Barbados courts Canadian captives

"We recognize that we are operating in times where things are moving very quickly"

Barbados courts Canadian captives

Insurance News

By Jen Frost

Top 10 global captive destination Barbados will continue to look to set standards and build on its flexibility, attendees at an Ottawa reception hosted by Invest Barbados heard last week.

“As we look ahead, we are committed to continuously enhancing our capabilities, refining our regulations, and fostering an environment of strengthened collaboration and increased knowledge exchange,” High Commissioner of Barbados to Canada H.E Gline Clarke (pictured below) told attendees.

“We see a future where Barbados remains a trailblazer in the captive insurance industry, setting new standards and exemplifying the potential that emerges when nations work together toward a common goal.”

Photo credit: Invest Barbados

Barbados has traditionally been an attractive destination for Canadian captives. There were 308 active captive insurance companies in Barbados as of December 31, 2021, with Canadian and US captives making up around 74% of these, according to figures from the Financial Services Commission of Barbados (FSC).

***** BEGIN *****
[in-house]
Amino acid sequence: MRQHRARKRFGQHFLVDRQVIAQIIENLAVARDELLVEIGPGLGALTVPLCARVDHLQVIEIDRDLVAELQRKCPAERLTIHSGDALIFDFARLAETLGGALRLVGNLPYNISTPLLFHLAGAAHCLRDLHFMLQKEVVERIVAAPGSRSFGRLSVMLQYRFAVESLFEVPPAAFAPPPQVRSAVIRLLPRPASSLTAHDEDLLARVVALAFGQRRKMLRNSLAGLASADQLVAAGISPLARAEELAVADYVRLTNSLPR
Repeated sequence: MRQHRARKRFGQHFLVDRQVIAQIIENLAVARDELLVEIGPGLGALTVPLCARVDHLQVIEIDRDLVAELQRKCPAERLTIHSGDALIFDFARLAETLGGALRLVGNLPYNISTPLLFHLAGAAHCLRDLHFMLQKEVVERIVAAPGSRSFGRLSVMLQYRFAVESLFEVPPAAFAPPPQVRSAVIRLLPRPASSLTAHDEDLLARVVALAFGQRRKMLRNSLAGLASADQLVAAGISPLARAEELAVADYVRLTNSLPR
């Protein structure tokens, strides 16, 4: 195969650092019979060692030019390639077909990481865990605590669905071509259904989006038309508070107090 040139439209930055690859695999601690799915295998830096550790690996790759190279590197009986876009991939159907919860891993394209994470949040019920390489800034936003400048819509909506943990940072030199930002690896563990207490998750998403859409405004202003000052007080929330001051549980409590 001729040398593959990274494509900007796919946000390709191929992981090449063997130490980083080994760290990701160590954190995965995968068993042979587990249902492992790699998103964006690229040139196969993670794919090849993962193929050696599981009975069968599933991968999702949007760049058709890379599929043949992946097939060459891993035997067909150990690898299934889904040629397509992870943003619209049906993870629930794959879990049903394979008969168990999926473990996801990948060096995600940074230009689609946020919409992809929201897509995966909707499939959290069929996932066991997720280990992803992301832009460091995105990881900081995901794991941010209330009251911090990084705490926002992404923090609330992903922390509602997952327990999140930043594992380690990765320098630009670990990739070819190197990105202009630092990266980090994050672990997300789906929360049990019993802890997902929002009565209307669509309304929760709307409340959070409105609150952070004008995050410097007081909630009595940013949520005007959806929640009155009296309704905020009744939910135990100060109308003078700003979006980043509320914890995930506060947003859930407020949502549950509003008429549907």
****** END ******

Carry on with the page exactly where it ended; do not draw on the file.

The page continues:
“The relationship between Barbados and Canada is not just a diplomatic one – it’s a partnership built on shared values, common goals, and mutual respect,” Clarke said. “Our nations have a long history of collaboration in various fields, and it’s heartening to see the synergies extend to the world of risk management and insurance.”

Warrick Ward, FSC CEO, told attendees who were in Ottawa for RIMS Canada 2023, that the Barbadian regulator will look to eschew “heavy handed” regulation of the past.

“We recognize that we are operating in times where things are moving very quickly, so we need to regulate with a different touch,” Ward said. “We still want to make sure that we have a robust system, but we also want to make sure that we are sufficiently flexible to foster the levels of innovation that will be required to have a very vibrant financial sector, one that is also resilient.

“What we have been doing is building in these levels of, I would want to say, efficiencies within our system, within our ecosystem [in] Barbados as well as the FSC, and we want to continue.”

Barbados and Bermuda, which takes the global number one spot, may be more typically thought of as destinations for insurance captives, but Canadian onshore options have grown. Last year, Alberta became the second Canadian province to open for business to new insurance captives, joining British Columbia (BC).

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